Did You Know?
- Some form of depression affects 20-25% of Americans 18 years and older each year
- About 15% experience major depression at some point in their lives (up to 25% of women)
- About 5% have chronic depression
- About 1% have bipolar disorder
- Depression is the leading cause of disability in U.S.
Although depression may occur only one time during your life, usually people have multiple episodes of depression. During these episodes, symptoms occur most of the day, nearly every day, and may include:
- Feelings of sadness, tearfulness, emptiness or hopelessness
- Angry outbursts, irritability or frustration, even over small matters
- Loss of interest or pleasure in most or all normal activities
- Sleep disturbances, including sleeping too little or sleeping too much
- Feelings of worthlessness or guilt, fixating on past failures or blaming oneself for things that aren't one’s responsibility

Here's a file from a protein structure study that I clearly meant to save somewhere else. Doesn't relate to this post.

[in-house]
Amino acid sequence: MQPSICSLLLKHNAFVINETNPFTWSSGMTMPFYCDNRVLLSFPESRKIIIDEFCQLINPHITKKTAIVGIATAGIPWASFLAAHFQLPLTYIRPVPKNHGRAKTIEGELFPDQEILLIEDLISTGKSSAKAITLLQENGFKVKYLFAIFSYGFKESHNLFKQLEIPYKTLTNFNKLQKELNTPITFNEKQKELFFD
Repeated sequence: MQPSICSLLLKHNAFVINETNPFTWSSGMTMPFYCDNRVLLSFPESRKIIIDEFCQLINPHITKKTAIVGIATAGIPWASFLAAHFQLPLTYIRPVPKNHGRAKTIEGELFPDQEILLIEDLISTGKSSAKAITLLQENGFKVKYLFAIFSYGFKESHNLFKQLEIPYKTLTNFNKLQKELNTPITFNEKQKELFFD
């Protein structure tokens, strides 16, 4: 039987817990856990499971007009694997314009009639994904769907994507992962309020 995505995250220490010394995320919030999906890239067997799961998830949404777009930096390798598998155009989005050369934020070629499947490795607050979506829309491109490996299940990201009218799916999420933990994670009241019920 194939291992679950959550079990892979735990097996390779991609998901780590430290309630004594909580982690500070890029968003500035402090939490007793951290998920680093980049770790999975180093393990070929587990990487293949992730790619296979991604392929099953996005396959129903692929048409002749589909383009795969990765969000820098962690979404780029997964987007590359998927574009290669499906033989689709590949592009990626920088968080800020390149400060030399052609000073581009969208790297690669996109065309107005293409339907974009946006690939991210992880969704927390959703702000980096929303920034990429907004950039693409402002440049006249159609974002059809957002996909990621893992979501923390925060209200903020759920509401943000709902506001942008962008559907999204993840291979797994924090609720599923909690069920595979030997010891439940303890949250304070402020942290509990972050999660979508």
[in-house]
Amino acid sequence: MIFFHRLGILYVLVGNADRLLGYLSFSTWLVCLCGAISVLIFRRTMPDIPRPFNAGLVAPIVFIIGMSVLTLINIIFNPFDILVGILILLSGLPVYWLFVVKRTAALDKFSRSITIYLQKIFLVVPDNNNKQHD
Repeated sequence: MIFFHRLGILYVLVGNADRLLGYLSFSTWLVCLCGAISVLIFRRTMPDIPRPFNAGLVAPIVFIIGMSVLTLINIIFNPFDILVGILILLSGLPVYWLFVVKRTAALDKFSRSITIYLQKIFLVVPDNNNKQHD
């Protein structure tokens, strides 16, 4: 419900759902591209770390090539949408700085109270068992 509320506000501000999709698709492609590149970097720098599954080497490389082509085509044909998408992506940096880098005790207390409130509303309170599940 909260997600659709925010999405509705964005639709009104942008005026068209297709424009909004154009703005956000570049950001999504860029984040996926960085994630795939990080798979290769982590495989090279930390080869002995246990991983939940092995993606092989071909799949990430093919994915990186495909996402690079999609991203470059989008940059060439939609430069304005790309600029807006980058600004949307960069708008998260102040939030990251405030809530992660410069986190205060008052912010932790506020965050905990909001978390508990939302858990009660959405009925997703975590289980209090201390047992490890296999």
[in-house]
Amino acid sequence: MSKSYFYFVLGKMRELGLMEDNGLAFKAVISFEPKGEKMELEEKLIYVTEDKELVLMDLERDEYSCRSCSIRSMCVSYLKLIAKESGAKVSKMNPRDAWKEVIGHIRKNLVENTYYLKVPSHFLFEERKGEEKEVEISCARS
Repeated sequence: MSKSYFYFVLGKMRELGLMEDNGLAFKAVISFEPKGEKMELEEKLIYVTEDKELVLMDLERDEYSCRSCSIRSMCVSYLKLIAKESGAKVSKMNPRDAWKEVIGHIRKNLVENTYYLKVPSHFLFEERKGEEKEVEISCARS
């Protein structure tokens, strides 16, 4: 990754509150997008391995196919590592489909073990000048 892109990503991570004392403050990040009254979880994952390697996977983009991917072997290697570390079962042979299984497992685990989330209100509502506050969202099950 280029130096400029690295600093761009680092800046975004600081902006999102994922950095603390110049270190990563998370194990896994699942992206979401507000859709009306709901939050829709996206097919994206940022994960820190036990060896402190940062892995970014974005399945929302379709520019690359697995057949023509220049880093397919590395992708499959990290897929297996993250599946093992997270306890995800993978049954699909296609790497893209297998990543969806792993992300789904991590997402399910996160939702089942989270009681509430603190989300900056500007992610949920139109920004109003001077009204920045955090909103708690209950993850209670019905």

- Poor energy
- Trouble thinking, concentrating, making decisions and remembering things
- Changes in appetite—often reduced appetite and weight loss, but can sometimes include increased cravings for food and weight gain
- Anxiety, agitation or restlessness
- Slowed thinking, speaking or body movements
- Frequent or recurrent thoughts of death, suicidal thoughts, suicide attempts or suicide
- Unexplained physical problems, such as back pain or headaches
For many people with depression, symptoms usually are severe enough to cause noticeable problems in their day-to-day activities, such as work, school, social activities or relationships with others. Other people may feel depressed without knowing why.
Looking for more information? Click here for information about common symptons of depression.